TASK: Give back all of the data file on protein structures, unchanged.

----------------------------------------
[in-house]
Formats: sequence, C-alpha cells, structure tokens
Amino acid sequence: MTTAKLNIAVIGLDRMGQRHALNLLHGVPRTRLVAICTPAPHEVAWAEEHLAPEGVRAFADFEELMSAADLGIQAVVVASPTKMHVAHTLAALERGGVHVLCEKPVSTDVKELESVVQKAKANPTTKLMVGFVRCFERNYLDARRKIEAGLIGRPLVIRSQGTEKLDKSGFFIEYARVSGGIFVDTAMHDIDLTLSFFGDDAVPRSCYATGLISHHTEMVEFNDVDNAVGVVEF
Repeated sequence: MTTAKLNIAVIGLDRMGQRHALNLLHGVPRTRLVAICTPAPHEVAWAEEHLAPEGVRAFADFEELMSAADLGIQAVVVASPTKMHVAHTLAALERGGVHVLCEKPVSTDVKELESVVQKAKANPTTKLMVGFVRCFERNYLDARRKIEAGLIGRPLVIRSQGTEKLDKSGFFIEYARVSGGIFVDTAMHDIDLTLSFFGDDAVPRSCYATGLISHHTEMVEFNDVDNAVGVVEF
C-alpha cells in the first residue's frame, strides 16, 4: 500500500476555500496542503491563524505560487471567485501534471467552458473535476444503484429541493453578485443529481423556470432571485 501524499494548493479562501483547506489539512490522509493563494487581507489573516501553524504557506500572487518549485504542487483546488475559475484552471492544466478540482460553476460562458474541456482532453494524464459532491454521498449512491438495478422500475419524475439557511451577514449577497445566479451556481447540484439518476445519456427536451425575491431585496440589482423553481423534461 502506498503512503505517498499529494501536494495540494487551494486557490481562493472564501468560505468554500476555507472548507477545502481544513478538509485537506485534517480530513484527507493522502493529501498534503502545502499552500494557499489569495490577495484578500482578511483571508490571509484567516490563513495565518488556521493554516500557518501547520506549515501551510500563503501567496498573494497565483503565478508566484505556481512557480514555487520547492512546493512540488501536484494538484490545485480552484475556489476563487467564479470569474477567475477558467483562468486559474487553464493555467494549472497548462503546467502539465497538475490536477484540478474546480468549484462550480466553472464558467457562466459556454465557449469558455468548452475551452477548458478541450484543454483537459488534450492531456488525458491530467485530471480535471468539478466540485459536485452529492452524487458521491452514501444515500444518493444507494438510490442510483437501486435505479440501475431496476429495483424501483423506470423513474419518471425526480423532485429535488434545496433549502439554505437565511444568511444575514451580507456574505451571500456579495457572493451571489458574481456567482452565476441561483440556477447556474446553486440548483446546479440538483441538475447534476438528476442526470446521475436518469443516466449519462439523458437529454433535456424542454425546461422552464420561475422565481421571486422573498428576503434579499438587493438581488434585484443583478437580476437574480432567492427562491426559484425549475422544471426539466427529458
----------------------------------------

[in-house]
Formats: sequence, C-alpha cells, structure tokens
Amino acid sequence: MTTAKLNIAVIGLDRMGQRHALNLLHGVPRTRLVAICTPAPHEVAWAEEHLAPEGVRAFADFEELMSAADLGIQAVVVASPTKMHVAHTLAALERGGVHVLCEKPVSTDVKELESVVQKAKANPTTKLMVGFVRCFERNYLDARRKIEAGLIGRPLVIRSQGTEKLDKSGFFIEYARVSGGIFVDTAMHDIDLTLSFFGDDAVPRSCYATGLISHHTEMVEFNDVDNAVGVVEF
Repeated sequence: MTTAKLNIAVIGLDRMGQRHALNLLHGVPRTRLVAICTPAPHEVAWAEEHLAPEGVRAFADFEELMSAADLGIQAVVVASPTKMHVAHTLAALERGGVHVLCEKPVSTDVKELESVVQKAKANPTTKLMVGFVRCFERNYLDARRKIEAGLIGRPLVIRSQGTEKLDKSGFFIEYARVSGGIFVDTAMHDIDLTLSFFGDDAVPRSCYATGLISHHTEMVEFNDVDNAVGVVEF
C-alpha cells in the first residue's frame, strides 16, 4: 500500500476555500496542503491563524505560487471567485501534471467552458473535476444503484429541493453578485443529481423556470432571485 501524499494548493479562501483547506489539512490522509493563494487581507489573516501553524504557506500572487518549485504542487483546488475559475484552471492544466478540482460553476460562458474541456482532453494524464459532491454521498449512491438495478422500475419524475439557511451577514449577497445566479451556481447540484439518476445519456427536451425575491431585496440589482423553481423534461 502506498503512503505517498499529494501536494495540494487551494486557490481562493472564501468560505468554500476555507472548507477545502481544513478538509485537506485534517480530513484527507493522502493529501498534503502545502499552500494557499489569495490577495484578500482578511483571508490571509484567516490563513495565518488556521493554516500557518501547520506549515501551510500563503501567496498573494497565483503565478508566484505556481512557480514555487520547492512546493512540488501536484494538484490545485480552484475556489476563487467564479470569474477567475477558467483562468486559474487553464493555467494549472497548462503546467502539465497538475490536477484540478474546480468549484462550480466553472464558467457562466459556454465557449469558455468548452475551452477548458478541450484543454483537459488534450492531456488525458491530467485530471480535471468539478466540485459536485452529492452524487458521491452514501444515500444518493444507494438510490442510483437501486435505479440501475431496476429495483424501483423506470423513474419518471425526480423532485429535488434545496433549502439554505437565511444568511444575514451580507456574505451571500456579495457572493451571489458574481456567482452565476441561483440556477447556474446553486440548483446546479440538483441538475447534476438528476442526470446521475436518469443516466449519462439523458437529454433535456424542454425546461422552464420561475422565481421571486422573498428576503434579499438587493438581488434585484443583478437580476437574480432567492427562491426559484425549475422544471426539466427529458